The triangle you care about is the one with sides [itex]c[/itex], [itex]x[/itex] and [itex]h/\sqrt{2}[/itex]. This is a right-angled triangle, and you can work out the angle [itex]\alpha[/itex] of this triangle at the centre of the square: clearly [itex]\alpha + \theta + \frac \pi 4 = \pi[/itex]. Hence [tex]
c = \frac{h}{\sqrt{2}} \sin \left(\pi - \theta - \frac \pi 4\right).[/tex] This simplifies to the expression [itex]\frac12h(\sin \theta + \cos \theta)[/itex] I gave earlier.
It looks right to me. I observed that the line N.A. is ##c## above the bottom corner from symmetry, and hence by inspection of the vertical extent of two sides of the square ##2c=h(\sin\theta+\cos\theta)##. You can plug this, with ##\theta=60°##, into your quartic and show that it's a solution. Factoring out that solution gives you a cubic, the solutions to which are ##c=\pm h/\sqrt 2## and ##c=(\sqrt{3}-1)h/4##.erobz said:Can you (anyone) find which equation in the system in post #3 is not true?
I like you diagrams @erobz! What software to do you use to create you diagrams?erobz said:View attachment 323817
I'm getting a quartic in ##c##, is there a way around that...perhaps something elegant I'm missing?
Thank you for your reply @erobz!erobz said:Thanks! Thats Power Point.
It takes practice. It's not designed specifically for mathematical diagrams, but you can get by with it. If there is anything that is geometrically heavy I just draft it in an actual CAD software first, then bring it over as a picture and mark it up.Callumnc1 said:Thank you for your reply @erobz!
Wow, I didn't know that it could be used to produce such great diagrams! I might try using it then.
Many thanks!
Thank you for letting me know @erobz!erobz said:It takes practice. It's not designed specifically for mathematical diagrams, but you can get by with it. If there is anything that is geometrically heavy I just draft it in an actual CAD software first, then bring it over as a picture and mark it up.
erobz said:$$ 2c^2 + 2\left( 2c \tan \theta -h \sec \theta \right)\sqrt{\frac{h^2}{2} - c^2} -2\left( \frac{h^2}{2} - c^2 \right) -h^2 = 0 $$
Then Expand, collect like terms and isolate the root and square both sides:
$$ \left[ 2 \left( 2c \tan \theta -h \sec \theta\right) \sqrt{\frac{h^2}{2} - c^2} \right]^2 = \left( 2h^2 -4c^2 \right)^2 $$
If you expand all that I get a quartic.
Thanks for sharing! I wouldn't have thought of that...just not good enough.pasmith said:But it factorises as two quadratics.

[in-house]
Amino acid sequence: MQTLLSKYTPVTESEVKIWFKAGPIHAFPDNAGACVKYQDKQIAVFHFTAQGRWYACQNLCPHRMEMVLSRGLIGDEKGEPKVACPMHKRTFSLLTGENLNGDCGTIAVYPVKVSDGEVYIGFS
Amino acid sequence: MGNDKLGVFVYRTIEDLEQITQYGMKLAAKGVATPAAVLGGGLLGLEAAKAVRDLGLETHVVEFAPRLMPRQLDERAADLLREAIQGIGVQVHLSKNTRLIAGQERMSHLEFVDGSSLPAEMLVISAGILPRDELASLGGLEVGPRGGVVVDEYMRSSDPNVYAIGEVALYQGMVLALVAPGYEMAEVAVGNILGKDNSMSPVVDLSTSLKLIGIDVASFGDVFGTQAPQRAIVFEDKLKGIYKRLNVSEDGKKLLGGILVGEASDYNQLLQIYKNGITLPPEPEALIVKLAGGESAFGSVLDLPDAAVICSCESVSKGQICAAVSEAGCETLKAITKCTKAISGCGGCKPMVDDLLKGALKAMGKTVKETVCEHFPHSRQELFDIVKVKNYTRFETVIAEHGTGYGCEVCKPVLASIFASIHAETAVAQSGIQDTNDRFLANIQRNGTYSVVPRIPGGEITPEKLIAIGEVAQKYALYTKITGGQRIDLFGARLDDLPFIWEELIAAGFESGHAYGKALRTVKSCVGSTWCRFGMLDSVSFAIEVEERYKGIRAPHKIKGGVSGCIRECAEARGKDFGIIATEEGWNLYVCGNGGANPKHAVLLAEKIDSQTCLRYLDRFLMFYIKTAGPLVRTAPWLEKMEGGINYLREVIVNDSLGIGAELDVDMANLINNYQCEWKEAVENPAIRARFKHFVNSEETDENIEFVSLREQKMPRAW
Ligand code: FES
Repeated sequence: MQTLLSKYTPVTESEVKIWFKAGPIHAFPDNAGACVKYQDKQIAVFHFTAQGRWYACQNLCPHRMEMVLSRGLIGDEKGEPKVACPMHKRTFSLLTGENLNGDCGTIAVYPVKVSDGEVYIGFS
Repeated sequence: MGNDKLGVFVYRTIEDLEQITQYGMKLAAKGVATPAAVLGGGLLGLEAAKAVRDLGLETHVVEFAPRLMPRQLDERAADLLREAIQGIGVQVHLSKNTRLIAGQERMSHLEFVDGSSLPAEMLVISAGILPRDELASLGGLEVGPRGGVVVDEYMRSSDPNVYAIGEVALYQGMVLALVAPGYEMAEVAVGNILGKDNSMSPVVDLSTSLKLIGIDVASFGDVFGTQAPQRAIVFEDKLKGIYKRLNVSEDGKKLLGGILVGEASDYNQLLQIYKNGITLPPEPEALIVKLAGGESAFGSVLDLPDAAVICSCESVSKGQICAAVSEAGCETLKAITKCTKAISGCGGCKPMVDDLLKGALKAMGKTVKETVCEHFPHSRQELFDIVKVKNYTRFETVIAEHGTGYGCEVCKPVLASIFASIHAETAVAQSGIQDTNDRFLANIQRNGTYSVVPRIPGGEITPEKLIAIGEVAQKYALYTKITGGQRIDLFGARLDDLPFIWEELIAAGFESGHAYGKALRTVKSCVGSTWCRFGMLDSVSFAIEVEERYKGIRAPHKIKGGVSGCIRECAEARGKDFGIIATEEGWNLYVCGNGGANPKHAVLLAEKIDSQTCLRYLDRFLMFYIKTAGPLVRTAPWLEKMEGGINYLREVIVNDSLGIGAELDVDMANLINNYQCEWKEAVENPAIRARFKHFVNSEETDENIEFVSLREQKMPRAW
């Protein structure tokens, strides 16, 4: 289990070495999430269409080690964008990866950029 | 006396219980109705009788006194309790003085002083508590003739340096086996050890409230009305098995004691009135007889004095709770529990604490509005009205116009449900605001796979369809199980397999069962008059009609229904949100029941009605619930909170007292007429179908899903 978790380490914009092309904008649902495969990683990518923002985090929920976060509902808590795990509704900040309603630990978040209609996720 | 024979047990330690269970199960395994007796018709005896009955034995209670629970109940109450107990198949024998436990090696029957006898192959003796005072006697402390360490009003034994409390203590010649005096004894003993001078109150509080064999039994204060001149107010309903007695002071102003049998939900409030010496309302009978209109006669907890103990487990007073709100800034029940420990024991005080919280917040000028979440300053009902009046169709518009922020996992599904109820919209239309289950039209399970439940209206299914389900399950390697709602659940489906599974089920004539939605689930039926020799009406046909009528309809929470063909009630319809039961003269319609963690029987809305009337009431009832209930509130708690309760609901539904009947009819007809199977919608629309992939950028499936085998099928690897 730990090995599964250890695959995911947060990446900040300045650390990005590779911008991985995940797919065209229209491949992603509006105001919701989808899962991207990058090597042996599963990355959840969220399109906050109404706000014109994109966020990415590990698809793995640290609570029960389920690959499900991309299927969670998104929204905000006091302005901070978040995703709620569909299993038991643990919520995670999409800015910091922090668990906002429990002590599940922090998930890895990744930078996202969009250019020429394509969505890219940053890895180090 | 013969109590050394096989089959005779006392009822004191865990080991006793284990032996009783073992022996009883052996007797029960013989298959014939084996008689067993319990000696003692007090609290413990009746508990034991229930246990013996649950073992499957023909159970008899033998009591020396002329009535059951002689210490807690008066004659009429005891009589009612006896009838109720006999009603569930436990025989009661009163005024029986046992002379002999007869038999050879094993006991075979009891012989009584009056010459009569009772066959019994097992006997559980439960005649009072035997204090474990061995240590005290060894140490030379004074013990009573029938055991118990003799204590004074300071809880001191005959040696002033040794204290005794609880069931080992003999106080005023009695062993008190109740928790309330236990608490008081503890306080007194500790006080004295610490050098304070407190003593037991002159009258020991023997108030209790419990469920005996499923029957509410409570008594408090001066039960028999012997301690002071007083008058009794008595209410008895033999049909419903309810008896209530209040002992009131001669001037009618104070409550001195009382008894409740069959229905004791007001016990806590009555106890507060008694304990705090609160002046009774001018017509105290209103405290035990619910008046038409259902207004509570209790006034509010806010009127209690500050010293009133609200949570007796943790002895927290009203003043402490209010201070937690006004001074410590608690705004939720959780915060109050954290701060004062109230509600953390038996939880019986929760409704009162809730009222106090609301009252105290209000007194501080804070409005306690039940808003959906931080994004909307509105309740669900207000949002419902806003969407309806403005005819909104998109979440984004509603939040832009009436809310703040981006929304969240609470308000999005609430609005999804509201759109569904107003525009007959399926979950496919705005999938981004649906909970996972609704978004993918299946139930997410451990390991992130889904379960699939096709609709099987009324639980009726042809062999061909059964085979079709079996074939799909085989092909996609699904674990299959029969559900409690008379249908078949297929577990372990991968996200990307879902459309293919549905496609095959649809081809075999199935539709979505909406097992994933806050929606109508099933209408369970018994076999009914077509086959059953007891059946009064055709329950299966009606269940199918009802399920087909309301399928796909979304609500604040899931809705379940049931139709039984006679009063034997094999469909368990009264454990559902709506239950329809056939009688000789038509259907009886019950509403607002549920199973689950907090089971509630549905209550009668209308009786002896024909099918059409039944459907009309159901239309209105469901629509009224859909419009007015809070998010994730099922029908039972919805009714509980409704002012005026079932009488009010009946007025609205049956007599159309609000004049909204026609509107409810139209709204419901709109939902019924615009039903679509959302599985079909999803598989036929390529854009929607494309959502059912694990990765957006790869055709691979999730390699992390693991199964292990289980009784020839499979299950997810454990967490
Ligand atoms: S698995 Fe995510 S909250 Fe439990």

Leave [itex]2h^2 -4c^2[/itex] as [itex]4\left(\frac{h^2}2 - c^2\right)[/itex]. A factor of 2 can then be cancelled, and, after squaring, both sides will have a factor [itex]\left(\frac{h^2}2 - c^2\right)[/itex]. Assuming this factor is non-zero, we can cancel it to get a quadratic [tex]
4\left( \frac{h^2}2 - c^2 \right) = (2c\tan\theta - h\sec\theta)^2.[/tex] Expanding this and simplifying some trig functions we get [tex]
4c^2\sec^2\theta - 4ch\sec\theta \tan\theta + h^2 \sec^2 \theta - 2h^2 = 0[/tex] and multiplying by [itex]\cos^2\theta[/itex] we get [tex]
\begin{split}
0 &= 4c^2 - 4ch\sin \theta + h^2 - 2h^2 \cos^2 \theta \\
&= 4c^2 - 4ch\sin \theta + h^2 \sin^2 \theta - h^2 \cos^2 \theta \\
&= (2c - h\sin\theta)^2 - h^2 \cos^2 \theta.
\end{split}[/tex] Thus we have the four roots [tex]
\frac{h}{\sqrt 2}, \quad -\frac{h}{\sqrt 2},\quad \frac{h(\sin \theta + \cos \theta)}{2},\quad \frac{h(\sin \theta - \cos \theta)}{2}.[/tex]
The formula for solving for c in a rotated square is c = √(a² + b²), where a and b are the side lengths of the square.
To determine the value of c in a rotated square, you need to know the side lengths of the square and use the formula c = √(a² + b²).
No, you cannot solve for c in a rotated square without knowing the side lengths. The formula c = √(a² + b²) requires the values of a and b to be known.
No, there is only one formula for solving for c in a rotated square, which is c = √(a² + b²).
The value of c represents the length of the diagonal of the rotated square, which is also the hypotenuse of the right triangle formed by the two sides of the square.